In Historic Old Wethersfield
Located in the center of Connecticut’s largest historic district, the Webb-Deane-Stevens Museum provides the quintessential New England experience. Old Wethersfield is a quiet town just south of Hartford that is known for its shade covered streets and lanes lined by over 300 historic houses -- 50 built before the American Revolution. There are historically and architecturally significant churches and public buildings, an ancient burying ground, a variety of small shops, local farm stands, casual dining, and a scenic park overlooking the Cove that connects to the Connecticut River. View "Around Wethersfield".
Four Remarkable 18th Century Houses
The 1752 Joseph Webb House served as George Washington’s headquarters in May 1781, and was later owned by Wallace Nutting. The Silas Deane House, circa 1770, was built for America’s Revolutionary War diplomat to France as both his residence and as a power base for his political aspirations. The Isaac Stevens House, 1789, depicts the life of a middle class family in the 1820s and 30s using many original family possessions. The newly opened second floor features the Colonial Dames' toy collection, a children’s bed chamber and interactive exhibits on child life and play in the early 19th century. The three houses stand on their original foundations next door to one another on Main Street in Wethersfield. The Webb House Colonial Revival Garden, based upon Amy Cogswell’s 1921 designs, and the Webb Barn, a popular site for meetings and weddings, are behind the Webb House.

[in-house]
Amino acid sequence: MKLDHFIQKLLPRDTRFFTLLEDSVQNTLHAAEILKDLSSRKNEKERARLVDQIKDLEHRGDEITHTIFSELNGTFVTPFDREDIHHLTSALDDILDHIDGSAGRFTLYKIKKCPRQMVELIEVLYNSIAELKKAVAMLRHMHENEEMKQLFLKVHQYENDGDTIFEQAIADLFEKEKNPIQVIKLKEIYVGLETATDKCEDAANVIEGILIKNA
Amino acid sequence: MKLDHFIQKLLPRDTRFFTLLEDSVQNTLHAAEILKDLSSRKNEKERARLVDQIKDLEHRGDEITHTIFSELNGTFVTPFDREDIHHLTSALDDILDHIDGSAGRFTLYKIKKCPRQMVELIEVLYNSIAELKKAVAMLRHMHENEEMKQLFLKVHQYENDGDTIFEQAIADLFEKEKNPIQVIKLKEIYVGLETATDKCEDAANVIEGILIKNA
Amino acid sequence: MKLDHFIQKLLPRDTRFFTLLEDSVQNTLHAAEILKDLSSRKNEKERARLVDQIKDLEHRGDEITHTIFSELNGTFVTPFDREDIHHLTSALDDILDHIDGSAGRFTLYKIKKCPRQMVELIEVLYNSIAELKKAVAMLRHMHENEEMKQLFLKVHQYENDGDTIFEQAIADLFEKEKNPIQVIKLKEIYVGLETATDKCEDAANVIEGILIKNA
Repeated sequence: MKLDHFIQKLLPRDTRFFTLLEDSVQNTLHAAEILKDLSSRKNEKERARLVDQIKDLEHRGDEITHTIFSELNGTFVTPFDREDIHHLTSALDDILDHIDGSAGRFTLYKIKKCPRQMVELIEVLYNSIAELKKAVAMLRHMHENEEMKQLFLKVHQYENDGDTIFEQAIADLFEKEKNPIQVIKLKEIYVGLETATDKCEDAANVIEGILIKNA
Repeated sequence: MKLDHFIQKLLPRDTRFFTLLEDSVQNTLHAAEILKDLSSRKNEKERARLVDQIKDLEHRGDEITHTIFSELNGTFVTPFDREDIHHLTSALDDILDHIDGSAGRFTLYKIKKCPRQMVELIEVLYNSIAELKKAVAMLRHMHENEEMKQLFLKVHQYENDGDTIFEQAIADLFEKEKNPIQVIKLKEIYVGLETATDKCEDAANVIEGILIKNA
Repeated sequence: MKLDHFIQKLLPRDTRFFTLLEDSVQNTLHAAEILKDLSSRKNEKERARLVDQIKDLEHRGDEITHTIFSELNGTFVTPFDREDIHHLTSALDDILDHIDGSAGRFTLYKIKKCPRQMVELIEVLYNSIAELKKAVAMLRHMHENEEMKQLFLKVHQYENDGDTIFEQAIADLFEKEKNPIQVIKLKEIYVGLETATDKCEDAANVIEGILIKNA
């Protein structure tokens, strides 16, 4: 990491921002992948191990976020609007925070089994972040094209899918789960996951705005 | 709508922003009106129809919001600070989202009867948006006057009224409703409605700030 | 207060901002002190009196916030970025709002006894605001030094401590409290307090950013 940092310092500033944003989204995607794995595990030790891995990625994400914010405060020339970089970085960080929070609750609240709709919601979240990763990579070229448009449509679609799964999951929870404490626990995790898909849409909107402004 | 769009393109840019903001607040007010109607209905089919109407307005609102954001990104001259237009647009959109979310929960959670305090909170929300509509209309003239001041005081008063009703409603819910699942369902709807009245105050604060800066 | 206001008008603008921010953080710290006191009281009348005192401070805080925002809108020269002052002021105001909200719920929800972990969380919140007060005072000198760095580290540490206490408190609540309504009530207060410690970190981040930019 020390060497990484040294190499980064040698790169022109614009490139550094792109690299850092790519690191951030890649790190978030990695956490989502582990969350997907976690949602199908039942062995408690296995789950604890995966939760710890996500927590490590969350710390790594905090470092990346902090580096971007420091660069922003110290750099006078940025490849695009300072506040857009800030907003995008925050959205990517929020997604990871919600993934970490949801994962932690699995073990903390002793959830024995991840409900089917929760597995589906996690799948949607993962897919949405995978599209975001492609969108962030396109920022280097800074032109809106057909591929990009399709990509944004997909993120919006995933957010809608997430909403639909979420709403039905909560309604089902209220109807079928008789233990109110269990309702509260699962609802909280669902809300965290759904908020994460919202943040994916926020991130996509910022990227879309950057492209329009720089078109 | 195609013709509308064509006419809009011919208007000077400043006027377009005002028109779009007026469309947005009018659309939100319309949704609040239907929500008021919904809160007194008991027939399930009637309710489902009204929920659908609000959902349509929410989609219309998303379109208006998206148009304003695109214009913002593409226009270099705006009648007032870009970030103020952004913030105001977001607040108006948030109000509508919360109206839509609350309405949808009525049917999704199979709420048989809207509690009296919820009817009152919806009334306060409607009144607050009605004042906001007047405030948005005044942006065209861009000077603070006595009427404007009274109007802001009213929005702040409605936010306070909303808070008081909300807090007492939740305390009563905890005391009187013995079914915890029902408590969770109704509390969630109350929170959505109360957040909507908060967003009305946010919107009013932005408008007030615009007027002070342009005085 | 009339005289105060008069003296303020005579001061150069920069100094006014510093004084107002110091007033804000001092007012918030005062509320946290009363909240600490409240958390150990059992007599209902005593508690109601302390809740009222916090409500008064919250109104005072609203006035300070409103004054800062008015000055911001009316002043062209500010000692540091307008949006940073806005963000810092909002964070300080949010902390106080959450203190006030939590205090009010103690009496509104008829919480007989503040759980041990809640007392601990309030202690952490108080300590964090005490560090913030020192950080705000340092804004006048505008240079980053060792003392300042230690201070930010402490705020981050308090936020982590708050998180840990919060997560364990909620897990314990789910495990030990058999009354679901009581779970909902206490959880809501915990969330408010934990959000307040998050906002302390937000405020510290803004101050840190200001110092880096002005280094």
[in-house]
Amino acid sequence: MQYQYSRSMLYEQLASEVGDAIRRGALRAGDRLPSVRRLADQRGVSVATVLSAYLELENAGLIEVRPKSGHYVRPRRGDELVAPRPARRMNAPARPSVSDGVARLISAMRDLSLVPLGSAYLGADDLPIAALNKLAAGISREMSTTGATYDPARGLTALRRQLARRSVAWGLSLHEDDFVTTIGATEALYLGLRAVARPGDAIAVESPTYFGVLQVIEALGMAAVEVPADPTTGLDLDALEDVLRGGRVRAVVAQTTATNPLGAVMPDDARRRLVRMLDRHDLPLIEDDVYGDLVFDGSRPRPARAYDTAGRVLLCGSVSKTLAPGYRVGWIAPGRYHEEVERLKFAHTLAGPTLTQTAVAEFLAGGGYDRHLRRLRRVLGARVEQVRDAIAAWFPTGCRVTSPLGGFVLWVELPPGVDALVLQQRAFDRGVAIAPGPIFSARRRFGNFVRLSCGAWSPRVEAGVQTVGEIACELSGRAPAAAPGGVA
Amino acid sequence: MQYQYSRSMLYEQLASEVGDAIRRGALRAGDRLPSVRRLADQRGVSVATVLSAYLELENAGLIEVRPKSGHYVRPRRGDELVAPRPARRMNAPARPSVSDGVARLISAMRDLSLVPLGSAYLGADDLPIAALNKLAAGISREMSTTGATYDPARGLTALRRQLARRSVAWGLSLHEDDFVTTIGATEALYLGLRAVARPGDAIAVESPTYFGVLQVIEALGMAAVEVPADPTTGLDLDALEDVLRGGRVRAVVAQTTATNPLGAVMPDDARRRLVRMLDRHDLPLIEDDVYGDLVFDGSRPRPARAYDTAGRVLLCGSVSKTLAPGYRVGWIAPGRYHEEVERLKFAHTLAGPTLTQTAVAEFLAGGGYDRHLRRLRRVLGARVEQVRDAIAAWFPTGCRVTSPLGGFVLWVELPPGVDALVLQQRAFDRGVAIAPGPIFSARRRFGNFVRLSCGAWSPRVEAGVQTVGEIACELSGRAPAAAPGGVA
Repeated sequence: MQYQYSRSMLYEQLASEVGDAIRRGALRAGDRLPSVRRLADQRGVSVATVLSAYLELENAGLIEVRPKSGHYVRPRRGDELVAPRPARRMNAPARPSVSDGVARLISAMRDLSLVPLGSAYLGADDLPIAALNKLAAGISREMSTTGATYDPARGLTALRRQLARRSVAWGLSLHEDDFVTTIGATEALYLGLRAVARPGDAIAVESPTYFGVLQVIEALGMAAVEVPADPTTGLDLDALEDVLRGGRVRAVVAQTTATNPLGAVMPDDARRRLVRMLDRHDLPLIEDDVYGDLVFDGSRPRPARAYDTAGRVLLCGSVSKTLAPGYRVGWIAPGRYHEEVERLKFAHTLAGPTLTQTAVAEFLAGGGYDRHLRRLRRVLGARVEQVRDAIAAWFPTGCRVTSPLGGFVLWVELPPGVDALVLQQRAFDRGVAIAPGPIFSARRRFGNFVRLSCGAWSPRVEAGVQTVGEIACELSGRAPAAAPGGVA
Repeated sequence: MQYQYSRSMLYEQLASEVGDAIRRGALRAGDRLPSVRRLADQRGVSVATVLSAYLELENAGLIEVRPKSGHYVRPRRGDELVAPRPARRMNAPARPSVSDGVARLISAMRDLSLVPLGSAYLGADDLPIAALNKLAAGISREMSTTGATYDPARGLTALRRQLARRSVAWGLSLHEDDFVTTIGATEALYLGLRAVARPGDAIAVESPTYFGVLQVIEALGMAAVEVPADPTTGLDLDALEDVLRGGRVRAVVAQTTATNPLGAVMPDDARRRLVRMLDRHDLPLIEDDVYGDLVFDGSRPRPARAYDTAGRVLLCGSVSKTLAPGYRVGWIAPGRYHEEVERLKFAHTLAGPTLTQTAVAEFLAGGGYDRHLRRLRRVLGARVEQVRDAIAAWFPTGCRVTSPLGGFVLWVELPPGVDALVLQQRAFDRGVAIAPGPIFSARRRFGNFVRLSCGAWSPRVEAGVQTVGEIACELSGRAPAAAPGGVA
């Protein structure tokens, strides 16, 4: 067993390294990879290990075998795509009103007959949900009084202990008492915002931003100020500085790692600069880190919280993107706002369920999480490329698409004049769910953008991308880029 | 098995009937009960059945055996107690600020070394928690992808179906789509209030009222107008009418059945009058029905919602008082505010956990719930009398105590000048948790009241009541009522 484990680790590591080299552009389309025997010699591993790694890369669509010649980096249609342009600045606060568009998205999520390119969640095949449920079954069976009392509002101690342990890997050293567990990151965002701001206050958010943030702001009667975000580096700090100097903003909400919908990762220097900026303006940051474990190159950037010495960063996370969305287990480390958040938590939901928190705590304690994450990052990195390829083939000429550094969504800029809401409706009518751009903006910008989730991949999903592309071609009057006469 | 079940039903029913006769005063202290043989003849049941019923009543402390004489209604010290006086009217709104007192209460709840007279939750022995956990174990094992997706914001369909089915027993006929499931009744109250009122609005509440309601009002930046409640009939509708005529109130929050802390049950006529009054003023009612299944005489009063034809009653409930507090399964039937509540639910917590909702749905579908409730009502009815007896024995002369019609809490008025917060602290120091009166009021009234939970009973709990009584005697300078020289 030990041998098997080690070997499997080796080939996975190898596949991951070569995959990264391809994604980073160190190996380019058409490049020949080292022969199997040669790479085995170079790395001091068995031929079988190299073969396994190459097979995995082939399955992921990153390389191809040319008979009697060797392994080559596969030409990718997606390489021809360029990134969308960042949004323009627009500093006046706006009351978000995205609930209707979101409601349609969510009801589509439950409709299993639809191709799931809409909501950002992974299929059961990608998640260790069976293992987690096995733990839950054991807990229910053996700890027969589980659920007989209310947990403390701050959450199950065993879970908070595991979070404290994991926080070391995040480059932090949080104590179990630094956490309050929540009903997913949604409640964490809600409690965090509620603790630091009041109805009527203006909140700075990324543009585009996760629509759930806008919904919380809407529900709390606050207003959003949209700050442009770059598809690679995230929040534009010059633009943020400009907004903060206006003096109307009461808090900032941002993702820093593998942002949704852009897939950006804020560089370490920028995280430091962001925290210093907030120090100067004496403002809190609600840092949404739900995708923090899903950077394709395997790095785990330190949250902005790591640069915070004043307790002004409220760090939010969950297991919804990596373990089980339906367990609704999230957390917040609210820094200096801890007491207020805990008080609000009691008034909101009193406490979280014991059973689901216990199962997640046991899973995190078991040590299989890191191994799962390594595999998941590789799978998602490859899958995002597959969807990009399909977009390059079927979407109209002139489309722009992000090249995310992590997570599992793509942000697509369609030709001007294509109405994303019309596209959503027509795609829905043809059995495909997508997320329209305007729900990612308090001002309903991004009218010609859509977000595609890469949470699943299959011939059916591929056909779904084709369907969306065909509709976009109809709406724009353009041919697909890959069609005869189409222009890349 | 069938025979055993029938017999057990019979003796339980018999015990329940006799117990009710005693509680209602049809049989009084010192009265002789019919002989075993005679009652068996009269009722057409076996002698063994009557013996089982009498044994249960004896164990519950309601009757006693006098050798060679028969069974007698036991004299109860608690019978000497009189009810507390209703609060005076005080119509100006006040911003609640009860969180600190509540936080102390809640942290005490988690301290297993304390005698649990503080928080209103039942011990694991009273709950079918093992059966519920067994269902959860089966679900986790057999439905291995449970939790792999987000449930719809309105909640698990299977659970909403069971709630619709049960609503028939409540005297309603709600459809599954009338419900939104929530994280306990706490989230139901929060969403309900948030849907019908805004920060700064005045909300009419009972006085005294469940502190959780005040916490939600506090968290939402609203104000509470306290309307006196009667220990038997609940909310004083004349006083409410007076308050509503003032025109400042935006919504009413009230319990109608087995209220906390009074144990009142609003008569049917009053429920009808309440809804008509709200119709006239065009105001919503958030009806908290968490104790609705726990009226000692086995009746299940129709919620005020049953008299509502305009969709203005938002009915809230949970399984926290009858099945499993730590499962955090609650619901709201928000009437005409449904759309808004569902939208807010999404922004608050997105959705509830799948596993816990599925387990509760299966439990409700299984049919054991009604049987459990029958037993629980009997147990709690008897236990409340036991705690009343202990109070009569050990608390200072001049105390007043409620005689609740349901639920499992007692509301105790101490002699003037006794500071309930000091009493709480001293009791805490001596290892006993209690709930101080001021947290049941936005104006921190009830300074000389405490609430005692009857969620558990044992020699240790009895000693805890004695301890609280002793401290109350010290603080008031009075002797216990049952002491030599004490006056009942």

Within easy walking distance is the Buttolph-Williams House. Owned by Connecticut Landmarks and managed by the Museum, it captures the spirit of Puritan life in New England in the 17th century. Built around 1715, the interiors are furnished with rare 17th and early 18th century antiques assembled by renowned antiques collectors and dealers. The house was also the setting for Elizabeth George Speare’s Newberry Award-winning novel The Witch of Blackbird Pond (1958).
For more information on Silas Deane, visit the Museum's award winning web site..... www.silasdeaneonline.org